School funding, early childhood education focus at Kirwan Commission hearing

Early childhood education, funding — especially for state-mandated programs — teacher compensation and help for low-income and minority groups were the major concerns Marylanders raised Thursday night at the hearing for the Commission on Innovation and Excellence in Education.

The commission, known as the Kirwan Commission named after Chairman William Kirwan, is a 25-person committee made up of senators, delegates and other leaders across the state, including Carroll County Public Schools Superintendent Stephen Guthrie.

The hearing, held in Frederick High School, brought out about 30 speakers who delivered testimony over nearly two hours. And while many of those who came out were Frederick County community members and leaders, their topics touched on issues Carroll County schools continue to face.

Kirwan spoke before testimony began, telling the small crowd the commission, which was created in 2016, was given a precise charge with two parts.

The General Assembly created the commission in 2016 to re-examine the education aid formula crafted by the Thornton Commission — named after Chairman Alvin Thornton — from 1999 to 2002, The Baltimore Sun reported. The formula was enacted by the legislature in 2002 and has governed the distribution of billions of dollars per year in school aid to local jurisdictions since then.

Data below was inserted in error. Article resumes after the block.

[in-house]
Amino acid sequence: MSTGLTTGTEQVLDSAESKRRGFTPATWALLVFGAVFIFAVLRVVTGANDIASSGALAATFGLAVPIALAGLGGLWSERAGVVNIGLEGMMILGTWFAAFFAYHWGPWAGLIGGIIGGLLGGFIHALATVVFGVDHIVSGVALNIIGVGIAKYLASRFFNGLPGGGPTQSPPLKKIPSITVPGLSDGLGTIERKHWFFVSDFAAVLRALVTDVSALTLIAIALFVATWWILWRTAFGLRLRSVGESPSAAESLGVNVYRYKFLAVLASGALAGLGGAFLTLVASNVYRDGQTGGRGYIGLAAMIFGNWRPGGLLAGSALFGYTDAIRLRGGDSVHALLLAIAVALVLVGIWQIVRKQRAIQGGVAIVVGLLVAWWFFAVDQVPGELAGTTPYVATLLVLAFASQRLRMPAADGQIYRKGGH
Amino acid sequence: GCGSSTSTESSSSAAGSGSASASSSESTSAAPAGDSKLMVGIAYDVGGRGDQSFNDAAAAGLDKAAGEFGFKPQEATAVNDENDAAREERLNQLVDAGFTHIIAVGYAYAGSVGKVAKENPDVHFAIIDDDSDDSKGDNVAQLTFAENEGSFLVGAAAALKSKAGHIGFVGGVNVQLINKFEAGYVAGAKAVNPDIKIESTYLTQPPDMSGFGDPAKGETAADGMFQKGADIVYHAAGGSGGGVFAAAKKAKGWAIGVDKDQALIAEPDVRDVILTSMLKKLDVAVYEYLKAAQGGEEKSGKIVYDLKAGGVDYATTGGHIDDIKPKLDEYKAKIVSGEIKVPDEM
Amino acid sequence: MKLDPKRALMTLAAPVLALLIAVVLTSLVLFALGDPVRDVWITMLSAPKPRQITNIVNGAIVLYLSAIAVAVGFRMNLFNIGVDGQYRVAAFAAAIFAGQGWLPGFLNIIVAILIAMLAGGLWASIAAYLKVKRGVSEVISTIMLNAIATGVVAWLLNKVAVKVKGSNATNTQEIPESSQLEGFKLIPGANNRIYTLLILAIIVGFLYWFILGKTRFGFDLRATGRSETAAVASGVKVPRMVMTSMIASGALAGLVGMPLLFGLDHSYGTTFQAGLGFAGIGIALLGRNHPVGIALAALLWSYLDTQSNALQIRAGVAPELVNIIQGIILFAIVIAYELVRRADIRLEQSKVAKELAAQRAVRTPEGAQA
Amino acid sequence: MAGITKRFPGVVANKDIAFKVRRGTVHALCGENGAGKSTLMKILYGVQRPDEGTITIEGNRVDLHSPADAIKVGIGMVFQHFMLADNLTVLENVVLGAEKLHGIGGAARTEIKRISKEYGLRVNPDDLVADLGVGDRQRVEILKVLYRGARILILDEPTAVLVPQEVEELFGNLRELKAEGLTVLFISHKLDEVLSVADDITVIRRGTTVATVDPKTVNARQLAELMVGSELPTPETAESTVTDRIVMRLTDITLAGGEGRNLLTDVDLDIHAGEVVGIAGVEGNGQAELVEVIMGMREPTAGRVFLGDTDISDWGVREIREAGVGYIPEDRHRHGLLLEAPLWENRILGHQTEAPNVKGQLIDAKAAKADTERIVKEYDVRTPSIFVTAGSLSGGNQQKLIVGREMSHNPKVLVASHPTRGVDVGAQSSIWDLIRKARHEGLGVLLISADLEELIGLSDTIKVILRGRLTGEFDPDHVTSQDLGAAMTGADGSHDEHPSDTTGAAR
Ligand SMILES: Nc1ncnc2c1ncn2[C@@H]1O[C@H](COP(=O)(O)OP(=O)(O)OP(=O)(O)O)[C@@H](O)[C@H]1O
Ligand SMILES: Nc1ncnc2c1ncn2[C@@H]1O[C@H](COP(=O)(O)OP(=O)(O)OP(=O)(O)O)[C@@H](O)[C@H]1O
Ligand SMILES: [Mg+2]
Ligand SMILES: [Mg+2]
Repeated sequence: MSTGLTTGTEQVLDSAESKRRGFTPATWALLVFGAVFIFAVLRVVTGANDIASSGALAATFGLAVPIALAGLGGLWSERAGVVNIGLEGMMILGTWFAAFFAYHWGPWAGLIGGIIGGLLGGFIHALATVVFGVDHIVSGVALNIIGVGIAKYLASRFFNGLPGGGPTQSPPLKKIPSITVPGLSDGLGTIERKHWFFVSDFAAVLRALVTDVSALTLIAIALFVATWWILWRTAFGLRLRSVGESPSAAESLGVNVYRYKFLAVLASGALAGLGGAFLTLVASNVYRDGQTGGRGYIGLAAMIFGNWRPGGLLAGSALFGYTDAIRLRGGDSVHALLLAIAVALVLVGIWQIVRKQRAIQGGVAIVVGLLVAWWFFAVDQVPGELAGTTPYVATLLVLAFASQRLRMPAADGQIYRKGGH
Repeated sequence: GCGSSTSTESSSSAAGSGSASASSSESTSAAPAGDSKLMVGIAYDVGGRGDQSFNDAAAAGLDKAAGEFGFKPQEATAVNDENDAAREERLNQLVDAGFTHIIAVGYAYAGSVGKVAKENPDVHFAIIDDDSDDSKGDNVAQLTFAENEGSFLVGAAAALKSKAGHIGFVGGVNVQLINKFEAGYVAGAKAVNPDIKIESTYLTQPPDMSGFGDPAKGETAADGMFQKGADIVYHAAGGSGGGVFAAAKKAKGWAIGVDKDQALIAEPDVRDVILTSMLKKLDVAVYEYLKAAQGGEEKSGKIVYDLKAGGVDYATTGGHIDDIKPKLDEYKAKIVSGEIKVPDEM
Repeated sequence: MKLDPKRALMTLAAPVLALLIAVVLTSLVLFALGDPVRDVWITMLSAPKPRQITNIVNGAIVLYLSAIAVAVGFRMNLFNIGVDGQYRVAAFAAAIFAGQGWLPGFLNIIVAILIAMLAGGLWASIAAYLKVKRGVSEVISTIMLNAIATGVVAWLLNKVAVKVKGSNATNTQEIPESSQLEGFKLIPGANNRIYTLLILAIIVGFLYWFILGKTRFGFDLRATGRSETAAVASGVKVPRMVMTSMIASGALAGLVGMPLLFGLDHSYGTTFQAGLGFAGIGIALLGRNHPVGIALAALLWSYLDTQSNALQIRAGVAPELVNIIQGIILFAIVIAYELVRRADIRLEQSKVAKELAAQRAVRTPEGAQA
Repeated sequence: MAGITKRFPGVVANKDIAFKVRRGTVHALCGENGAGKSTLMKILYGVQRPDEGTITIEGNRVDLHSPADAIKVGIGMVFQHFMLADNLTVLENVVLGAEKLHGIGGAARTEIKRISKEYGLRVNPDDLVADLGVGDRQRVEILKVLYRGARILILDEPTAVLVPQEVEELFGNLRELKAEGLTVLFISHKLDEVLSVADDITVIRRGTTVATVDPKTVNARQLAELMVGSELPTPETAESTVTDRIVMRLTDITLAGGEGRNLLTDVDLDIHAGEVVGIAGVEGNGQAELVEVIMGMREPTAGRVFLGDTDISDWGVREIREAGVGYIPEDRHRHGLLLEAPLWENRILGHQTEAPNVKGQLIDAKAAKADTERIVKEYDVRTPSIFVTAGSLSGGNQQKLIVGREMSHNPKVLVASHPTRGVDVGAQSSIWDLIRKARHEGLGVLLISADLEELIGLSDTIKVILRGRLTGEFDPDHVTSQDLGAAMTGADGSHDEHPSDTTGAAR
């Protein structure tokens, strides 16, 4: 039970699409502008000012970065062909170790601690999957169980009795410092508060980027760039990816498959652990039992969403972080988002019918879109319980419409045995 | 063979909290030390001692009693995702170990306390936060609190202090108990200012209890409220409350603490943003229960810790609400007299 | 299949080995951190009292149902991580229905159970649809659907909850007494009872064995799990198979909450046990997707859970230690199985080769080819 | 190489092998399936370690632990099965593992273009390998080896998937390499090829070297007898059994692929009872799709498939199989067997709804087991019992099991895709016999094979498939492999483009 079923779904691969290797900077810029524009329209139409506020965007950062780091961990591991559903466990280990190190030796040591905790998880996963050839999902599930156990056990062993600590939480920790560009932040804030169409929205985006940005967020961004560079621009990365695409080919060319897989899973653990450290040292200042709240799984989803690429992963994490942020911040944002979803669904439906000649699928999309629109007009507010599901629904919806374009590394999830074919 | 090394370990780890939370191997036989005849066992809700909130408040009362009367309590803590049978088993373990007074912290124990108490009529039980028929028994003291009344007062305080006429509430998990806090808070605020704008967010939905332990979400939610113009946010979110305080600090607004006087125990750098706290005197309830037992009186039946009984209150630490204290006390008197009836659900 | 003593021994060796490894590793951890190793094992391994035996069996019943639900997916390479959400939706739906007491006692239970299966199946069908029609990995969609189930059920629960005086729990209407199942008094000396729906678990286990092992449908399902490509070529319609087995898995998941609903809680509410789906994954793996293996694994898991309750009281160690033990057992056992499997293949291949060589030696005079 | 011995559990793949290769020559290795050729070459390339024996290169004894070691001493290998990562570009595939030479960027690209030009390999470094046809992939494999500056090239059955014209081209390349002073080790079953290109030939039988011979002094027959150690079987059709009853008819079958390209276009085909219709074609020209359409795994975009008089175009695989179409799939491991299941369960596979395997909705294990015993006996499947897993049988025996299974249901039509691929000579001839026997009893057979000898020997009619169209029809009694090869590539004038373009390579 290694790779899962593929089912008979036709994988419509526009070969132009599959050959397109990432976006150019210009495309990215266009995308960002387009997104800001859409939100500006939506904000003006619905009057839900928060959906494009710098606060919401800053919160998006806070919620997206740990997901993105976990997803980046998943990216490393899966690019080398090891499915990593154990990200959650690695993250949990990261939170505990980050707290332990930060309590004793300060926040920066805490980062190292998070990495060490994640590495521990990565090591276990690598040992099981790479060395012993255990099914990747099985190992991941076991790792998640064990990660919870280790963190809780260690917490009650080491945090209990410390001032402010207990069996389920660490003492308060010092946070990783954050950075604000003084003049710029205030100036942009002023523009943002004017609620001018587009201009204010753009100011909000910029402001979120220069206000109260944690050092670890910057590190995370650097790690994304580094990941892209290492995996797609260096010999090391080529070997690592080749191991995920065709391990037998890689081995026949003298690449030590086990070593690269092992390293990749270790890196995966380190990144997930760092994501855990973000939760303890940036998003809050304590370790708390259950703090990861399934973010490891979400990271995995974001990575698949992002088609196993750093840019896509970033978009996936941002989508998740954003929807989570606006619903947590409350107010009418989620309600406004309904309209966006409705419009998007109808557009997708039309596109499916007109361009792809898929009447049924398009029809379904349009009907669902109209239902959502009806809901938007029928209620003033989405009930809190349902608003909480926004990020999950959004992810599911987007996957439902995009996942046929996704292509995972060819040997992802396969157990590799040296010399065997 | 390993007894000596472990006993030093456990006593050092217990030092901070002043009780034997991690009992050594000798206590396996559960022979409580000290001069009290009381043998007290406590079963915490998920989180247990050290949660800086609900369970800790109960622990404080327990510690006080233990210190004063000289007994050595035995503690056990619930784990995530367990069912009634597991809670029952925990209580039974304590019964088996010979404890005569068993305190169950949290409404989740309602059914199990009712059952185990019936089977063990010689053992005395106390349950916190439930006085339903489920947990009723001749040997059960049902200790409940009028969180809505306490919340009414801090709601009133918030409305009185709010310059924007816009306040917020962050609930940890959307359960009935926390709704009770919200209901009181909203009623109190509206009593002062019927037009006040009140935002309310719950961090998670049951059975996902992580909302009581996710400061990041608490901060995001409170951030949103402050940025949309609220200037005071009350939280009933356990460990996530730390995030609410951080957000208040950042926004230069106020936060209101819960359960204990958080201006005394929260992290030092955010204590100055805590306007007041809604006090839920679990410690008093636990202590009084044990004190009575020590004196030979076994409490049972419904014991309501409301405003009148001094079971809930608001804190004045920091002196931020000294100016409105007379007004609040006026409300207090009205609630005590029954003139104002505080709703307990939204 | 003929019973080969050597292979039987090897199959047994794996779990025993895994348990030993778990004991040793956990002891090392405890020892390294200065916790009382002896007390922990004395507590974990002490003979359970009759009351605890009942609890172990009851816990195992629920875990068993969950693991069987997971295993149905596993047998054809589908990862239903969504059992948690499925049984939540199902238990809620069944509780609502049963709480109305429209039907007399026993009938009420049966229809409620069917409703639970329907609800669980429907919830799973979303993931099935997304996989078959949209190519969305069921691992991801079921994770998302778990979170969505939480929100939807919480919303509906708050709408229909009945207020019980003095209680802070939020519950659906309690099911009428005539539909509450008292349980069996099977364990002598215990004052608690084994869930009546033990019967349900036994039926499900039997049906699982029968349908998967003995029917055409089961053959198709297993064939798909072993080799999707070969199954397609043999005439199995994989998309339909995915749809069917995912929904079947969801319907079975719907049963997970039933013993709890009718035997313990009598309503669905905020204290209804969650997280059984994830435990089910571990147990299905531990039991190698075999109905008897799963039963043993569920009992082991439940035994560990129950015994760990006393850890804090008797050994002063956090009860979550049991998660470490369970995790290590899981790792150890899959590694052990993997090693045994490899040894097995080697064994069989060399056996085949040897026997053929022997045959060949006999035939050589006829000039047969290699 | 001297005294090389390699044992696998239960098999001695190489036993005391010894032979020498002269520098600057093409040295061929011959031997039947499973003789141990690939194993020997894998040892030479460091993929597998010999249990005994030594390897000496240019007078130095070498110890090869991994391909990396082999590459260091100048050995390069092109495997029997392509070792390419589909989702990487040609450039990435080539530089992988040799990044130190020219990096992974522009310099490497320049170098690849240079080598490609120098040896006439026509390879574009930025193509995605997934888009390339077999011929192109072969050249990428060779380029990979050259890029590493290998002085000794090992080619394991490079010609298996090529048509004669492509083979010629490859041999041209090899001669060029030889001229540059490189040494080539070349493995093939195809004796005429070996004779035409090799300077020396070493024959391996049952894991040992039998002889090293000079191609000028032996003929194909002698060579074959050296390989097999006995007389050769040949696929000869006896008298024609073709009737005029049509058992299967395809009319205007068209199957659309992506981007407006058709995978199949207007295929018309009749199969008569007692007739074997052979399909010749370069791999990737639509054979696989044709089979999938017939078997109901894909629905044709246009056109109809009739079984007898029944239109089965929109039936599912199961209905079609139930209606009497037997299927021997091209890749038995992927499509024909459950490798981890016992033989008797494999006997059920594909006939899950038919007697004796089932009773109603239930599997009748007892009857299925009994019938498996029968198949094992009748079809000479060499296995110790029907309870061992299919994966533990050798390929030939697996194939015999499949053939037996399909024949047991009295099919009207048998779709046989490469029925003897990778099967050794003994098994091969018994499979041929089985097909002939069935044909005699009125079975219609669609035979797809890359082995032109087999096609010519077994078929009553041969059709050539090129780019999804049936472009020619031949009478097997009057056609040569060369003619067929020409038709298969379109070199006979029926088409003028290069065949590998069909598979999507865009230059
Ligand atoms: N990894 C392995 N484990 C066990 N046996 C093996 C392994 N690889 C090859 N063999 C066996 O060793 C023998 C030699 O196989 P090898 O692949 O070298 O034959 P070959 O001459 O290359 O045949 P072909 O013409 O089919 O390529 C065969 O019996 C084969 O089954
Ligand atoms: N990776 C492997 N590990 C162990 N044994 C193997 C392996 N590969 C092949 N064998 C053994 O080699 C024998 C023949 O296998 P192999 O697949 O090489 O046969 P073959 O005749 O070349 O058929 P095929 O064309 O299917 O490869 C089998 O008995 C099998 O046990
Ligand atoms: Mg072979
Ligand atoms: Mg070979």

The commission is scheduled to produce a final report and recommendations in December 2017 so that it can be considered in the legislature’s 2018 session.

“We are charged with developing policies … so that Maryland’s Pre-K-12 system performs at the level … of the best performing countries in the world and states in the United States,” he said. “Maryland schools are OK. But they can and should be much better.”

Traci Tatum, the Parent Teacher Association president for the Frederick County Council spoke about the importance of education funding in the state, and the importance of that funding covering programs like pre-K.

“Funding for our schools must become a priority in Maryland,” she said.

Early childhood programs are needed and provide a stable foundation of learning, she added.

“We have a long way to goal in achieving what might be considered world class education,” Tatum said.

This story will be updated.


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